Anyway, J.J. set about trying to make a movie that would be both fresh and appeal to the faithful who, as a rule, want nothing changed from the original formula. The result was The Force Awakens and the response was immediate. Half the faithful loved and half hated it, which was about the best he could have hoped for. The biggest criticism was that he basically remade the original movie. And to be fair, that’s pretty much what he did. The difference was, he made it a million times better. So bottom line, success. The faithful were not storming the gates and the rest of us had an original Star Wars movie to watch minus the whiny refrain, “Unnncle Ooowennnn.”
But J.J. has a history of being a one and done director when it comes to his reclamation projects. He remains a producer, but he likes to hand the reins over to someone else, and so for the second movie in the latest trilogy he turned things over to a man named Rian Johnson.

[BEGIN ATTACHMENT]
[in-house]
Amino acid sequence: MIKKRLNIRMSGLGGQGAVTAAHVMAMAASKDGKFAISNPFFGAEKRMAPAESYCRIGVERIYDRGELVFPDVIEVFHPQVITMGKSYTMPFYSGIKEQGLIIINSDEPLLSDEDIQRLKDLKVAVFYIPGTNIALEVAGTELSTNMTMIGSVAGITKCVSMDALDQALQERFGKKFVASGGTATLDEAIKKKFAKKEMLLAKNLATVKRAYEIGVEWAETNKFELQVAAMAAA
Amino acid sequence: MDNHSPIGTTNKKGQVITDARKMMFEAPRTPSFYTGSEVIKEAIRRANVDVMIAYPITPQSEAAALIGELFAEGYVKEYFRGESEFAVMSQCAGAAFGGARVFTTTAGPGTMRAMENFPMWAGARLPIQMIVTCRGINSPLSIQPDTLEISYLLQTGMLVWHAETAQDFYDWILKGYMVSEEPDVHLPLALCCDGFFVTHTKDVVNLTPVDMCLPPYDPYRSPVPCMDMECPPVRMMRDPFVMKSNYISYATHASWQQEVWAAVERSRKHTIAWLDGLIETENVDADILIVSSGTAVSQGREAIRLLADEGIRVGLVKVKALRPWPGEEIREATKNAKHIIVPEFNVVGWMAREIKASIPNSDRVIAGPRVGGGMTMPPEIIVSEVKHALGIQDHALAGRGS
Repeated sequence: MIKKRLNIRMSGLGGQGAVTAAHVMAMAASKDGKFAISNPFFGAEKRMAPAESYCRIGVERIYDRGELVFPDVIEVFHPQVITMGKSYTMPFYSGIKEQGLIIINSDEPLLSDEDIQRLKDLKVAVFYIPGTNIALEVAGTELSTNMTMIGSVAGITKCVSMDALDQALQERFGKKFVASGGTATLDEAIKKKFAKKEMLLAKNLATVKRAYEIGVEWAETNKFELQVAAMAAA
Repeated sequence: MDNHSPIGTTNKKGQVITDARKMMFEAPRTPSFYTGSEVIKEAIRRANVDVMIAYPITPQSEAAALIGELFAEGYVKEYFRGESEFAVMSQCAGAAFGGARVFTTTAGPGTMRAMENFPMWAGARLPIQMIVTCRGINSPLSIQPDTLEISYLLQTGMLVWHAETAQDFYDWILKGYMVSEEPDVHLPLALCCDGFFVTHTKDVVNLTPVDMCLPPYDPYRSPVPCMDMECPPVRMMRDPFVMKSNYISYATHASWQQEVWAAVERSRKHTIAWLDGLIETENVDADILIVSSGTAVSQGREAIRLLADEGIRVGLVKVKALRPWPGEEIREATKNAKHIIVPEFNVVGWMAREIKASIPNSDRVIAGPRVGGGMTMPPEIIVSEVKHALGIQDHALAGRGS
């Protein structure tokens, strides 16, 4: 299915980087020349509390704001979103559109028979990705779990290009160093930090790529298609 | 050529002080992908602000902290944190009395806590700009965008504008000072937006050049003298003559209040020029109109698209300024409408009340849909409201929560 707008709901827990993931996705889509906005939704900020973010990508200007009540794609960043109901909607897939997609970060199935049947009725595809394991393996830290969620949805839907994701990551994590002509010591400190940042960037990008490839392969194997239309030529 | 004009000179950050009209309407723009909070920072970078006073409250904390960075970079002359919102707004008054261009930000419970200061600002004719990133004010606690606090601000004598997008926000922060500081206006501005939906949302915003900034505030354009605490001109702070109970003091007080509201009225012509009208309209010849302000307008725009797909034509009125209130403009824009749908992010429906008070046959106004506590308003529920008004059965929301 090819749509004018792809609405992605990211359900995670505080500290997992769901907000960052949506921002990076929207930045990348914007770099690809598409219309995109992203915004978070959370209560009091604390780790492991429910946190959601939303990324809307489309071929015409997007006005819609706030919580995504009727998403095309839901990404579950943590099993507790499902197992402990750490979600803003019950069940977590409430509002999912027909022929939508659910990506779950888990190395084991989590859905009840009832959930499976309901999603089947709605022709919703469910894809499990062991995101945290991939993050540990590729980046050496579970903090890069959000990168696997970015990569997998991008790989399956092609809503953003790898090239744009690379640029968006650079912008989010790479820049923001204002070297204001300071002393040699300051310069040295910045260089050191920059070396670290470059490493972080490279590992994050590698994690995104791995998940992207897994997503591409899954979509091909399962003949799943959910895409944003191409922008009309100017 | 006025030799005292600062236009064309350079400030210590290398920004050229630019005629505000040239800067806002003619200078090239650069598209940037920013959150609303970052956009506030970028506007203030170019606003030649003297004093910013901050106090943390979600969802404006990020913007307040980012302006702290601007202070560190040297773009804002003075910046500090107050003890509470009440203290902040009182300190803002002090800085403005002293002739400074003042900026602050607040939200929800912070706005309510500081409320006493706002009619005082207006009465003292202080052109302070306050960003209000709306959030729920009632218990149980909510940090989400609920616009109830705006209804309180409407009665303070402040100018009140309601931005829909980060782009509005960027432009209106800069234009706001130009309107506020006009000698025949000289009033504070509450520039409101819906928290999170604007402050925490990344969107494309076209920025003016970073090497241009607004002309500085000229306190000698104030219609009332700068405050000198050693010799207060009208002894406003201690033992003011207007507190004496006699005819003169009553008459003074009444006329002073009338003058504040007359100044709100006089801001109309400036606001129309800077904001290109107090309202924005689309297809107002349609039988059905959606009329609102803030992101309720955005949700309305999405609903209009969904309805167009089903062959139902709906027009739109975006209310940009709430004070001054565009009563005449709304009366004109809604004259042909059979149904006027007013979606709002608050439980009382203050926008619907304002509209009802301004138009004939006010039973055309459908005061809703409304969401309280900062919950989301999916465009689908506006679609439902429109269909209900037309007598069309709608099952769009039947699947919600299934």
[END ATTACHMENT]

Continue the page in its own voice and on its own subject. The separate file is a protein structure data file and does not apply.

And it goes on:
Now in my opinion, Johnson’s entry into the Star Wars ethos is the best movie of the nine. BY FAR!!! And the reasons I love it are the very reasons the faithful seem to absolutely loathe it. I mean they HATE it! From the first early preview showings the grumblings began about how Luke Skywalker would never act in the way Johnson portrays him in The Last Jedi. And what did he do? He showed true emotion. He was fallible. He was bitter. He was real!